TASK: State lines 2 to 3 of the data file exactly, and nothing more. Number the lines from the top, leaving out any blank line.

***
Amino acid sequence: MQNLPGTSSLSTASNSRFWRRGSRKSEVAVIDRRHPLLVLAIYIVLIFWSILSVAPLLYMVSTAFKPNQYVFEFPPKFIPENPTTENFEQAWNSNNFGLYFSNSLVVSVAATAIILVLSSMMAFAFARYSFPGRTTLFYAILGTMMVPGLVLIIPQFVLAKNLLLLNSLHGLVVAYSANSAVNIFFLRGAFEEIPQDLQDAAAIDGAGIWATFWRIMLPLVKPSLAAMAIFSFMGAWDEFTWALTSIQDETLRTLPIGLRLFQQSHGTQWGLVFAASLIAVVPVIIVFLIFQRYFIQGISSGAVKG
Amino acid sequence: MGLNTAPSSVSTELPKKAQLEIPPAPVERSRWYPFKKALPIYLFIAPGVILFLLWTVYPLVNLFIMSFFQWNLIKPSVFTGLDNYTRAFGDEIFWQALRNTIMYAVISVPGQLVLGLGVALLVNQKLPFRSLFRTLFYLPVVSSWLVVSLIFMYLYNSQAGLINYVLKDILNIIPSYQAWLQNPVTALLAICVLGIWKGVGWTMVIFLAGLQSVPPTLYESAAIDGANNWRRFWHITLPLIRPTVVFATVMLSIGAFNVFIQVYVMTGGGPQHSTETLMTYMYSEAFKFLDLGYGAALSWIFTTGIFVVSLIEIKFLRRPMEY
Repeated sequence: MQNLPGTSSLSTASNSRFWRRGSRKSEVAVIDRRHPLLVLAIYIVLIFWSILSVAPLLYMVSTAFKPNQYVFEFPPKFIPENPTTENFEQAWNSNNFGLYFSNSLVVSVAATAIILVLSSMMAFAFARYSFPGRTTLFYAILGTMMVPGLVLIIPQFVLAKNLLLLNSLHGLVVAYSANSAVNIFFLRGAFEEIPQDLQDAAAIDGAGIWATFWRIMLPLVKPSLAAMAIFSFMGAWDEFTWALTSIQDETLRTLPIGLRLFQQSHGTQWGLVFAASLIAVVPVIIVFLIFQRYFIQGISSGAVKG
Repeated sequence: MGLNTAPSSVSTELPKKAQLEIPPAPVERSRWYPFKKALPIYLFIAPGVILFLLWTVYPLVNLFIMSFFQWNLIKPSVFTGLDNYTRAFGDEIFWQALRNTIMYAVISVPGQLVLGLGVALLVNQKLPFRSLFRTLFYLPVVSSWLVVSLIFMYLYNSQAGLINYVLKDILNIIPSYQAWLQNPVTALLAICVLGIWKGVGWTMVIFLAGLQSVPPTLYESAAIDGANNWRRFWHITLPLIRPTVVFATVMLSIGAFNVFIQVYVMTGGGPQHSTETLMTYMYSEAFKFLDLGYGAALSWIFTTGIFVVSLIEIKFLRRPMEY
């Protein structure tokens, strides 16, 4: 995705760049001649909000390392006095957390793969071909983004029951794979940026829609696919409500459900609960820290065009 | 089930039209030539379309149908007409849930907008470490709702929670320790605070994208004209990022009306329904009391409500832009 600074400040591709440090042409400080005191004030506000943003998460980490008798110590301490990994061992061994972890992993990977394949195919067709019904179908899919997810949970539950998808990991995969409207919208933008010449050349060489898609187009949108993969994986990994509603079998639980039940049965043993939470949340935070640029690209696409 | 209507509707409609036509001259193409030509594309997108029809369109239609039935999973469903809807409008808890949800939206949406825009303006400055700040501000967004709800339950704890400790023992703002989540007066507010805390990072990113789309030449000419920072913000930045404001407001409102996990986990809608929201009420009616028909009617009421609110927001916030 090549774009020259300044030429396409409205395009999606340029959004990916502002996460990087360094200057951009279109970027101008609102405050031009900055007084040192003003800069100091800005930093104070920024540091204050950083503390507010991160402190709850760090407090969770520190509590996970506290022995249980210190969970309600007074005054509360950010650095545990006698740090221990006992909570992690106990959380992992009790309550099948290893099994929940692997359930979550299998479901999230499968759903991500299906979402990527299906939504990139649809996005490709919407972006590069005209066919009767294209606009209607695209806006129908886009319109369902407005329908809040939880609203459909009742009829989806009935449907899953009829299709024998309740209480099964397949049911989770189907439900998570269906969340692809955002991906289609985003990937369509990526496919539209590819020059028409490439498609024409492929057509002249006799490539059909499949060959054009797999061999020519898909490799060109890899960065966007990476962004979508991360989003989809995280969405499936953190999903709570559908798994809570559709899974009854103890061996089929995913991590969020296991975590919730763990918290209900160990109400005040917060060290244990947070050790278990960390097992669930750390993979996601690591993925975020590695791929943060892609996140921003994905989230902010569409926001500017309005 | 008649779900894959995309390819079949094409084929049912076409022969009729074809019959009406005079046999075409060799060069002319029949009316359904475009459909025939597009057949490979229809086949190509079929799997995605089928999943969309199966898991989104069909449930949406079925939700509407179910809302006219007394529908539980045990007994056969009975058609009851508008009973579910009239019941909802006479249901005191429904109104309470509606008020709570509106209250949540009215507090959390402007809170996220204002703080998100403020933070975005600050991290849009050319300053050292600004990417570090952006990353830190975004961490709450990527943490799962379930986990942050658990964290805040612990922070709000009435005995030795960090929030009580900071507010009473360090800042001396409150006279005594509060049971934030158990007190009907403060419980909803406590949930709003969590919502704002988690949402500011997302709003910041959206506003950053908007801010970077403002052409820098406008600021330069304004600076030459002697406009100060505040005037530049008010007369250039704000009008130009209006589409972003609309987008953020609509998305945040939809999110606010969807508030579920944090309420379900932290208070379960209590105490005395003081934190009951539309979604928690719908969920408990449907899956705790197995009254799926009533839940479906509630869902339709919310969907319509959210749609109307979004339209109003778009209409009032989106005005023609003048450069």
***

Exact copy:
Amino acid sequence: MGLNTAPSSVSTELPKKAQLEIPPAPVERSRWYPFKKALPIYLFIAPGVILFLLWTVYPLVNLFIMSFFQWNLIKPSVFTGLDNYTRAFGDEIFWQALRNTIMYAVISVPGQLVLGLGVALLVNQKLPFRSLFRTLFYLPVVSSWLVVSLIFMYLYNSQAGLINYVLKDILNIIPSYQAWLQNPVTALLAICVLGIWKGVGWTMVIFLAGLQSVPPTLYESAAIDGANNWRRFWHITLPLIRPTVVFATVMLSIGAFNVFIQVYVMTGGGPQHSTETLMTYMYSEAFKFLDLGYGAALSWIFTTGIFVVSLIEIKFLRRPMEY
Repeated sequence: MQNLPGTSSLSTASNSRFWRRGSRKSEVAVIDRRHPLLVLAIYIVLIFWSILSVAPLLYMVSTAFKPNQYVFEFPPKFIPENPTTENFEQAWNSNNFGLYFSNSLVVSVAATAIILVLSSMMAFAFARYSFPGRTTLFYAILGTMMVPGLVLIIPQFVLAKNLLLLNSLHGLVVAYSANSAVNIFFLRGAFEEIPQDLQDAAAIDGAGIWATFWRIMLPLVKPSLAAMAIFSFMGAWDEFTWALTSIQDETLRTLPIGLRLFQQSHGTQWGLVFAASLIAVVPVIIVFLIFQRYFIQGISSGAVKG